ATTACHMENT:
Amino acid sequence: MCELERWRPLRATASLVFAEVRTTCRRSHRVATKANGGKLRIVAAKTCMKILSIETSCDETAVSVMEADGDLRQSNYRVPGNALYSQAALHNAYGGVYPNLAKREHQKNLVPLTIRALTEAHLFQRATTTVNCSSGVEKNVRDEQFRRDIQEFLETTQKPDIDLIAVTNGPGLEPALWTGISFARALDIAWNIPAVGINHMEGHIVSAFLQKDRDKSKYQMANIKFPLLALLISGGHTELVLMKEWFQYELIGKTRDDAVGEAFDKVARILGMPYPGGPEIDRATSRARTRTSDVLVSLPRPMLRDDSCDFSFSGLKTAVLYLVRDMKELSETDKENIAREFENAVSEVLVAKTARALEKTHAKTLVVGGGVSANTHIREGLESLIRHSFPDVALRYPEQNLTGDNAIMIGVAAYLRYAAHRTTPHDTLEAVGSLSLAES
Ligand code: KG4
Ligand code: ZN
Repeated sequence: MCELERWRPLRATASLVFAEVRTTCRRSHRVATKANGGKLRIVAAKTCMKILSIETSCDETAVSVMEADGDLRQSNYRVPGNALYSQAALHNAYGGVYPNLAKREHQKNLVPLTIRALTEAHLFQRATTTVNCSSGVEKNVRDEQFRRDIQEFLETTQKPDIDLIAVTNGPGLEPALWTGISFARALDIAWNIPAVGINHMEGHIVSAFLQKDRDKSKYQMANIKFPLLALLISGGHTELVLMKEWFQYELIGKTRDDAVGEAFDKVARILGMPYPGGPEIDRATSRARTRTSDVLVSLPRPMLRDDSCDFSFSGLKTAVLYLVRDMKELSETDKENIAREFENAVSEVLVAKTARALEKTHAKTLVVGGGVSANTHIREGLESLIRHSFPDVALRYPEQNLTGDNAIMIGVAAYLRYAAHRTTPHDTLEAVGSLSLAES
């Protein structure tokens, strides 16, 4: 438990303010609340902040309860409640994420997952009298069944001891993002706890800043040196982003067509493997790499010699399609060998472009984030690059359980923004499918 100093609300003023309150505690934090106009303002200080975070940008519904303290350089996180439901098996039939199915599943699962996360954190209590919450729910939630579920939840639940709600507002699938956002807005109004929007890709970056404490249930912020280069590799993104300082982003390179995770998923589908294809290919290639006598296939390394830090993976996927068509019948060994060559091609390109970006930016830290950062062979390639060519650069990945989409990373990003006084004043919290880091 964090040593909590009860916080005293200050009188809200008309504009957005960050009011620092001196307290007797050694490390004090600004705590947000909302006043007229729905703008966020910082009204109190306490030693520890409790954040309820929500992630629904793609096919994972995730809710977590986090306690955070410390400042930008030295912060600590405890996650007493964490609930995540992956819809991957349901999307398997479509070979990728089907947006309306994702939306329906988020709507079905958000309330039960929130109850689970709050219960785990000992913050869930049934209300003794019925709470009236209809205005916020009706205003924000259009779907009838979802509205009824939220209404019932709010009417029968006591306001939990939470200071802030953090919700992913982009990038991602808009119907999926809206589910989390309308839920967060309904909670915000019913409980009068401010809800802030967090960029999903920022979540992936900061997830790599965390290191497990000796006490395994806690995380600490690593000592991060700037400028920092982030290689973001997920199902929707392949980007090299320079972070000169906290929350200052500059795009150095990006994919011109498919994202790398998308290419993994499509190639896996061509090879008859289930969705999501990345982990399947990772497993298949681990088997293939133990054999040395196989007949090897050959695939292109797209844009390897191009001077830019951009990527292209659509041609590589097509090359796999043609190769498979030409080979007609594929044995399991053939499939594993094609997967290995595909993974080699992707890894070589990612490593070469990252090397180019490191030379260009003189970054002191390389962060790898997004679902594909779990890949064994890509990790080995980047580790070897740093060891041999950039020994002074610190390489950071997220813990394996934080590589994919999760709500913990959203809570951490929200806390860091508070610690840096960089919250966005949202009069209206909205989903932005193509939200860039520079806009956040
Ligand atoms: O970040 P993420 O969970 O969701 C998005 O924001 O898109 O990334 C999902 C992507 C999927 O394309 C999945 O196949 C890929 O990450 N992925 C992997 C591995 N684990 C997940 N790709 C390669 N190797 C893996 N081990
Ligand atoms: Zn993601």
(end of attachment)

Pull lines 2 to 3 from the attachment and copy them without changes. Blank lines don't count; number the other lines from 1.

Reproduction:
Ligand code: KG4
Ligand code: ZN